Monday, September 21, 2015

This week's astronomy hi-lites

September 21: Fomalhaut
The bright star Fomalhaut climbs into view in the southeast by about 9 p.m.
and stands due south around midnight. There are no other bright stars around
it, so it's easy to pick out.

September 22: September Equinox
Astronomical fall begins at 3:21 a.m. CDT tomorrow, with the autumnal
equinox. It is the moment the Sun crosses the celestial equator from north
to south, and marks a time of roughly equal amounts of daylight and
darkness.

September 23: Dabih
The star Dabih stands quite close above or to the upper right of the Moon at
nightfall - less than the width of a finger held at arm's length. Binoculars
reveal two stars, known as Dabih Major and Dabih Minor.

September 24: Morning Lineup
The planet Mars and the star Regulus, the leading light of Leo, stand side
by side, low in the east, about an hour before sunrise tomorrow. Mars is to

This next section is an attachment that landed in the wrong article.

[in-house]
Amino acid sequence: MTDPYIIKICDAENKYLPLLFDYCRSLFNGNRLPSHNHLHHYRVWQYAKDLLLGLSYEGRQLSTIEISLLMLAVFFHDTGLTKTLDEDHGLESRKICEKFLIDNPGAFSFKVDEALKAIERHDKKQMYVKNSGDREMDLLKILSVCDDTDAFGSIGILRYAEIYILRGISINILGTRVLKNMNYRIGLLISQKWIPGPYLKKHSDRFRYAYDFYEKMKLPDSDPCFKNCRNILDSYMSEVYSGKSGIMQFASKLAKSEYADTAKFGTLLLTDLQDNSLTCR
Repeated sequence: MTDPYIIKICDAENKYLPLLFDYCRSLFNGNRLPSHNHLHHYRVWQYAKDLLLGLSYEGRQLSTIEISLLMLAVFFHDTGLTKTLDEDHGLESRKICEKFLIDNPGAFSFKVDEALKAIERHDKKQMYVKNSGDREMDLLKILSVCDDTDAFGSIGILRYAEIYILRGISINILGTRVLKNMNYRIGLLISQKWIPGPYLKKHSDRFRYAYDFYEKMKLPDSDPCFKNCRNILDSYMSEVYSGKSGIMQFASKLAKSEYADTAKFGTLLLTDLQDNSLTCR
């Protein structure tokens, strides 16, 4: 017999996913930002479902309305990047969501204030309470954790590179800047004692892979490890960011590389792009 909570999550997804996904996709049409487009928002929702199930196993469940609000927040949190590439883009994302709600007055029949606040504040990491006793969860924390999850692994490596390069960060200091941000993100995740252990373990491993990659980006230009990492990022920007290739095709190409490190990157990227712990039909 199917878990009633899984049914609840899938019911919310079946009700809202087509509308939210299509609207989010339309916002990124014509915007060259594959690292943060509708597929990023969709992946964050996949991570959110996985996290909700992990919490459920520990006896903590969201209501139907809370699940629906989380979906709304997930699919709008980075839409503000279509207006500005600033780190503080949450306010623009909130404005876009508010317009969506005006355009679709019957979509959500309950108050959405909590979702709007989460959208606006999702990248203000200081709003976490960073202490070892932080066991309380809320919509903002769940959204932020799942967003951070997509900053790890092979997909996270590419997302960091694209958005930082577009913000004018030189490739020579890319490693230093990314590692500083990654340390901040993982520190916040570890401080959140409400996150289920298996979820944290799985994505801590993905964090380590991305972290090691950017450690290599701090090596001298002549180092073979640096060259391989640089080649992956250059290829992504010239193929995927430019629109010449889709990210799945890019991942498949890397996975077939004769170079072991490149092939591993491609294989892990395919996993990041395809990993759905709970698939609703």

the left of slightly brighter Regulus.

September 25: Weekend Goodies
A couple of hours before sunrise tomorrow, look for Venus, the "morning
star," almost due east. The only pinpoint of light that even comes close to
its brilliance is Jupiter, which is quite low in the sky at that hour, well
to the lower left of Venus.

September 26: Lunar Eclipse
Earth, Moon, and Sun are about to achieve syzygy - a near-perfect alignment.
The full Moon will pass through Earth's shadow tomorrow night, creating a
total lunar eclipse. All or most of the eclipse will be visible across the
entire U.S.

September 27: Eclipsed Harvest Super Moon
A total lunar eclipse will decorate the sky this evening as the full Moon
passes through Earth's long shadow. This is also the Harvest Moon, which is
the full Moon closest to the autumnal equinox.

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